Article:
Turkey, Iraq agree on joint fight against PKK, Daesh during PM Yıldırım's Baghdad visit

Published 07.01.2017 00:00
Updated 08.01.2017 09:53
A handout picture released by the Iraq Prime Minister's Press Office on January 7, 2017, shows Iraqi Prime Minister Haidar al-Abadi R meeting with his Turkish counterpart Binali Yıldırım in the capital Baghdad. AFP Photo
A handout picture released by the Iraq Prime Minister's Press Office on January 7, 2017, shows Iraqi Prime Minister Haidar al-Abadi (R) meeting with his Turkish counterpart Binali Yıldırım in the capital Baghdad. (AFP Photo)

Prime Minister Binali Yıldırım arrived in the Iraqi capital Baghdad on Saturday in a visit that will officially mark the end of the diplomatic spat between two countries and start a new dialogue for cooperation in key areas such as the fight against Daesh and PKK terror, in addition to trade, energy, and water.

A meeting closed to the press was held between Yıldırım and his Iraqi counterpart Haidar al-Abadi. Further meetings are expected to take place with Iraqi President Fuad Masum as well as Speaker of Parliament Salim al-Jabouri.

In a joint press conference with Abadi after the meeting, Yıldırım said that the issue of Turkish troops in Bashiqa camp near Mosul will be solved with Iraq in a friendly way in line with clearing Daesh terror group. Explaining that the troops were stationed in Bashiqa out of a necessity, Yıldırım said that great measures have been covered to clear Daesh from the region.

Yıldırım added that the two parties have agreed to make the necessary efforts will be made in coordination with Peshmerga and Iraqi troops to clear Sinjar from terrorist elements, referring to PKK presence in the area. "For us, terror is the same no matter where it comes from. Therefore, Sinjar poses a primary threat for Turkey and we thank the Dear Prime Minister's sensitivity to leave this threat aside. We are ready to do the necessary cooperation in this issue too," Yıldırım said.

Yıldırım expressed his gratitude to Abadi for his latest statement which said that Iraq won't allow the PKK to use its sovereign territory to damage Turkey.

Noting that the trade volume between Turkey and Iraq have fallen from $12 billion in 2012 to $7 billion in 2016, Yıldırım said that reasons for the decrease is apparent and the issue had been covered in the meeting.

A joint statement released later Saturday said that Iraq and Turkey vowed "not to allow any terrorist organizations on their lands" and to jointly work in terrorism combat.

"The Turkish side has emphasized its commitment to Iraq's unity and respect for its sovereignty."

The Iraqi side said that their stance for the Bashiqa camp issue remains the same and the Turkey should withdraw its forces from the camp to resolve the issue.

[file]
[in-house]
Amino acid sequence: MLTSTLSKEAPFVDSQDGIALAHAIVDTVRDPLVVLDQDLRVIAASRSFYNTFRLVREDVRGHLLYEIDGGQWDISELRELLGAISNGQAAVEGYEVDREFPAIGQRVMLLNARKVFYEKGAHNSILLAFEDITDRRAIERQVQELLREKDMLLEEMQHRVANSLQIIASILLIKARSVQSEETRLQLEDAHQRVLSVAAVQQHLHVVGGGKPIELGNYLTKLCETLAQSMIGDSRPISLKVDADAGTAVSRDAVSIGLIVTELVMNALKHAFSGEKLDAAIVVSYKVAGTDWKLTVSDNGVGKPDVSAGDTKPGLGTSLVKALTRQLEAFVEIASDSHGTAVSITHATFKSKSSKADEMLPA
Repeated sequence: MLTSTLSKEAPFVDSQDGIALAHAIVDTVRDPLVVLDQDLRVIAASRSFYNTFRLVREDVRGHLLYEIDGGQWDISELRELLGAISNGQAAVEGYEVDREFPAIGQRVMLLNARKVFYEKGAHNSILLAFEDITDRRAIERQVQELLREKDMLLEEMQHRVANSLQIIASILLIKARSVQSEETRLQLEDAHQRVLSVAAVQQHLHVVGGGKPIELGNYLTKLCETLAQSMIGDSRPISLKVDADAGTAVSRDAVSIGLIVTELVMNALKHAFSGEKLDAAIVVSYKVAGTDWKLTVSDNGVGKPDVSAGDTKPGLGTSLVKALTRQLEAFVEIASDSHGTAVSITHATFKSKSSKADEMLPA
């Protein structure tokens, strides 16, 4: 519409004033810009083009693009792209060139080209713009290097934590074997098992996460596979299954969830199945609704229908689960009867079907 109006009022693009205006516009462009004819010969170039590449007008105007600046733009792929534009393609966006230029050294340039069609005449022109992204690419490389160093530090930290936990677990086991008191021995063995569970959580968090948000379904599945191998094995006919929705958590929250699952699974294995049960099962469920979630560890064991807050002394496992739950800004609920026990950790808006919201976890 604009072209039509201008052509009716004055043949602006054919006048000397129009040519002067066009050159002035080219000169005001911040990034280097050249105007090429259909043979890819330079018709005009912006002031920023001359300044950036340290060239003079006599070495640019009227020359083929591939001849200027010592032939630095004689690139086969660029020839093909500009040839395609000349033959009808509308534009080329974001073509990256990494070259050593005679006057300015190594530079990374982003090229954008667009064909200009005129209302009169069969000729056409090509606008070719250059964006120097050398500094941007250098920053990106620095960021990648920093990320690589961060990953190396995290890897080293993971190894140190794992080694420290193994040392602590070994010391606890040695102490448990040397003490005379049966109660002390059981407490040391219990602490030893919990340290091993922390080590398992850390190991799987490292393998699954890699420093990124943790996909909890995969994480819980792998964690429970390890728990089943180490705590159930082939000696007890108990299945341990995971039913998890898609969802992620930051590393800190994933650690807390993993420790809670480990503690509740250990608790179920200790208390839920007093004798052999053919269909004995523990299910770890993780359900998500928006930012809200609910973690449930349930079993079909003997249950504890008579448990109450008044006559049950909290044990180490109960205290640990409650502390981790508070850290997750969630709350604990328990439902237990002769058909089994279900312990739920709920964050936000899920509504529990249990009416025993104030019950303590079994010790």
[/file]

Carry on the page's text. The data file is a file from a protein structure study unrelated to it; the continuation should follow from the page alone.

Economy Minister Nihat Zeybekci, Energy and Natural Resources Minister Berat Albayrak, Customs and Trade Minister Bülent Tüfenkci, Education Minister Ismet Yılmaz and Defense Minister Fikri Işık accompanied Yıldırım in the crucial visit.

After Baghdad, Turkish delegation will also visit Kurdistan Regional Government's (KRG) capital Irbil.

The visit marked the end of the diplomatic crisis between the two countries that surfaced after the Iraqi government demanded that Turkey withdraw its troops from Bashiqa, which is a base for the Turkish military to train the Peshmerga in their fight against Daesh terrorists.

On Dec. 30, President Recep Tayyip Erdoğan held talks by phone with Iraqi Prime Minister Haidar al-Abadi.

Sources from both sides have said that the visit would provide an opportunity to share their respective positions on recent regional developments and promote enhanced bilateral ties.

Turkey has a longstanding military training mission at Camp Bashiqa, where Turkish soldiers have trained both Peshmerga fighters and local tribal volunteers in combat techniques. The fighters are trained by Turkish military to fight against Daesh terrorist group, especially for their bid to take Mosul back.

In recent months, the mission's presence in Mosul in northern Iraq has led to tension between Baghdad and Ankara amid calls by some Iraqi lawmakers for Turkish troops to withdraw. The relations have recently seen a thaw as the Iraqi premier stated that bilateral relations are "back on track" with Turkey.

Abadi also announced that about more three months were needed to remove Daesh from Iraq.

Abadi announced the new plan after responding to comments by the commander of the U.S.-led coalition supporting Iraqi forces that it would take as long as two years to eliminate Daesh and its cells in Iraq and neighboring Syria.

The PKK's presence in Sinjar near Mosul is also another issue that is likely to be discussed during Yıldırım's visit in Iraq.

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